Oct 13, 2009

A good example of holistic change: the Ontario Green Energy Act

Barriers to innovation and change have to be addressed holistically. That is one of the conclusions in our "Making it happen" study. A clear example of this has been confirmed to me last week when talking to a couple of people involved in the preparation of Ontario's Green Energy Act.

What makes this particular piece of legislation unique is the integrated and holistic approach it takes to address the intended challenge project. Specifically, the act contains a dozen or more amendments to other provincial statutes, to eliminate specific barriers to the deployment of renewable energy. In other words, the officials and consultants involved in drafting this legislation went to great lengths to identify the barriers and obstacles existing in other provincial laws and statutes that would impede the deployment of renewable energy.

What has intrigued me ever since the Act was first tabled is how these obstacles and different statutes were identified. In other words what was the holistic process used in developing this legislation to eliminate all these obstacles.

Last week, I finally had opportunity to talk to a couple of people who were involved in consulting stakeholders and develop a vision for the act, and who were responsible for drafting the final legislation.

What emerges is a very conscious and deliberate attempt to take an integrated approach. First of all, this initiative was led from the very top in the provincial government, all the way from the Premier's office. Based on our previous work on sustainable communities, such leadership is essential if you want to break silos and build collaboration across jurisdictions.

The process followed a number of steps. Extensive consultations were undertaken through the Green Energy Act Alliance, involving various stakeholder groups: First Nations, farmers, advocates and practitioners, current and retired employees of local distribution, companies and municipalities, civil servants, lawyers, business leaders and a broad representation of nongovernmental organizations. This allowed for each stakeholder group to identify what they saw as the opportunities, obstacles and barriers. A key output of these consultations was the production of a Vision for a Greener Energy System for Ontario.

Another process was taken by senior legal officials in the Ministry of Energy and Infrastructure responsible for drafting the actual legislative text. Together with a team of legal experts from other ministries, they examined the specific regulatory/legal obstacles in the various statutes and looked at the legal implications of changing them. When needed, they verified with those responsible for the central policy (which presumably meant going back to Ministers when necessary) to ensure that these could be amended.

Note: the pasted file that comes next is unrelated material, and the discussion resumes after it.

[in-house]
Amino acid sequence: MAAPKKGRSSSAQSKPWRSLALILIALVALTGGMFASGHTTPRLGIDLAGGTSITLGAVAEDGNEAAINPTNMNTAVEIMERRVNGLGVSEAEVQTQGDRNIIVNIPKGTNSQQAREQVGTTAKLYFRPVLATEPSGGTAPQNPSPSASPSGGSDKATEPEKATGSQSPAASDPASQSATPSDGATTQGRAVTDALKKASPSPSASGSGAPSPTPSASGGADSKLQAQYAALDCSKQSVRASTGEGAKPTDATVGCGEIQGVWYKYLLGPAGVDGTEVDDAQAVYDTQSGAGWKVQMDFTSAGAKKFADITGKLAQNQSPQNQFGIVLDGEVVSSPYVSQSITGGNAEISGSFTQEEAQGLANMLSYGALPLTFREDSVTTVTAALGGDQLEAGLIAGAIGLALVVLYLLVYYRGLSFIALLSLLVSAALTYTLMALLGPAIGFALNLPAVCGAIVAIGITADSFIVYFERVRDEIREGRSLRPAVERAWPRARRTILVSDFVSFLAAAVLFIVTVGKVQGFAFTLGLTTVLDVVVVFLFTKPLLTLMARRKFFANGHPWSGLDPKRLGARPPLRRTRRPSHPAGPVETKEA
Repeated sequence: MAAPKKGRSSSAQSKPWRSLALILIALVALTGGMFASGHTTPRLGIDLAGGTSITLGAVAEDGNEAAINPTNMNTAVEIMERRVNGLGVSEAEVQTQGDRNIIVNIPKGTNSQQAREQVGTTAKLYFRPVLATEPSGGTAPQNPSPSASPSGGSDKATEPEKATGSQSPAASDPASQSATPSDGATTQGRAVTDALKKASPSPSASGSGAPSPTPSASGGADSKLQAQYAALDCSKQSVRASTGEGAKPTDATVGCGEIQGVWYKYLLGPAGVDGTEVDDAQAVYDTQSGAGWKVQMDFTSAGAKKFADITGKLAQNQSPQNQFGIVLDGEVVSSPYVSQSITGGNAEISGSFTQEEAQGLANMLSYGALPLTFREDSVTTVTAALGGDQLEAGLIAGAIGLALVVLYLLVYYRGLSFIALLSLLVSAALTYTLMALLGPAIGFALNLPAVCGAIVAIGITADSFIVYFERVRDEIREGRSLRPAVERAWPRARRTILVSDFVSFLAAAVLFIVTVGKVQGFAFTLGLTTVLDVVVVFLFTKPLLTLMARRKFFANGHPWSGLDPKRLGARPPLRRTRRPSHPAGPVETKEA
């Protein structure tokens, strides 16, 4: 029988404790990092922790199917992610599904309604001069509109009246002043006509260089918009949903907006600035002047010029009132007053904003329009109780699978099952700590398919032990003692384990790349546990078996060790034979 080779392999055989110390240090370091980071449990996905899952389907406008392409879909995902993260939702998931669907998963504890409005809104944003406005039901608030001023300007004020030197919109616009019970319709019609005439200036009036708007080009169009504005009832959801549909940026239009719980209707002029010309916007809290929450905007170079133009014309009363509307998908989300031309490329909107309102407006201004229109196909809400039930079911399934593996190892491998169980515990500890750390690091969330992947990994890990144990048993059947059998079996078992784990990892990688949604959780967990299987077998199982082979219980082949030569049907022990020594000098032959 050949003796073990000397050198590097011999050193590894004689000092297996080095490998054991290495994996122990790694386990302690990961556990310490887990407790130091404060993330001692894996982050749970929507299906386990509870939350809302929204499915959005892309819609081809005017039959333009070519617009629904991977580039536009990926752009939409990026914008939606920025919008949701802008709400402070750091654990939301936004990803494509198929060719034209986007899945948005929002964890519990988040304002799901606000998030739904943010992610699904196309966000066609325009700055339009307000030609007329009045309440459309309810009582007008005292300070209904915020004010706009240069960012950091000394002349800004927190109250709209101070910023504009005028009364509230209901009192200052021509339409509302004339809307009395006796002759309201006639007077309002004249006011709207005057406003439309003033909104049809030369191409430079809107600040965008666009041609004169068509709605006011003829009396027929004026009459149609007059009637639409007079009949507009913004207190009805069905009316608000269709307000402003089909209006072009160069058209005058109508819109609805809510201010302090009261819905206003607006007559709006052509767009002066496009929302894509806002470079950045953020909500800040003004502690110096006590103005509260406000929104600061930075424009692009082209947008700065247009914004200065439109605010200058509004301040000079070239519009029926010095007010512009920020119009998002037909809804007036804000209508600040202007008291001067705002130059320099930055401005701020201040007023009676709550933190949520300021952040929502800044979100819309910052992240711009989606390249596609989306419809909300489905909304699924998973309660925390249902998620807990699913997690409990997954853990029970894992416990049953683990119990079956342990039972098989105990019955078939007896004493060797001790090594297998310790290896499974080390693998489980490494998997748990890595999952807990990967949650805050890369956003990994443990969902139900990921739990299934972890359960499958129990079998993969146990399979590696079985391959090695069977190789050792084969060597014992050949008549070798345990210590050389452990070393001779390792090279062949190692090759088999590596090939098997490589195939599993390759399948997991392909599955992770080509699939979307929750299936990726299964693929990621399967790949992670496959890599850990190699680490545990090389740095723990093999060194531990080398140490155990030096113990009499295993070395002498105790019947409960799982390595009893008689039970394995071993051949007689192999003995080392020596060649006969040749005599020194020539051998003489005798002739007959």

My inquiries were by no means comprehensive, or even sufficient to write a full case study. But they do point to a number of elements essential to such a holistic approach:

  1. There was leadership at the very top

  2. There was broad consultation with external stakeholders

  3. There was intensive internal consultation within the provincial bureaucracy led by Cabinet to eliminate legal and other institutional barriers in other Ministries

  4. The process took about three to four months, from November 2008 to February 2009 when the legislation was tabled, i.e. not an exorbitant Amount of time.

In other words, there was a conscious will and focused effort to identify all the barriers and obstacles that would impede the implementation of renewable energy. Moreover, these obstacles and barriers had to be addressed in the new legislation.

This is the kind of approach that has to be far more prevalent at all levels of government if we are to move to a sustainable society.

Incidentally, one of the government lawyers tells me that that he remembers this approach being used only once previously. This was in the 1980s (!), when a consumer protection legislation was being considered.

So we have a long way to go before this becomes prevalent.

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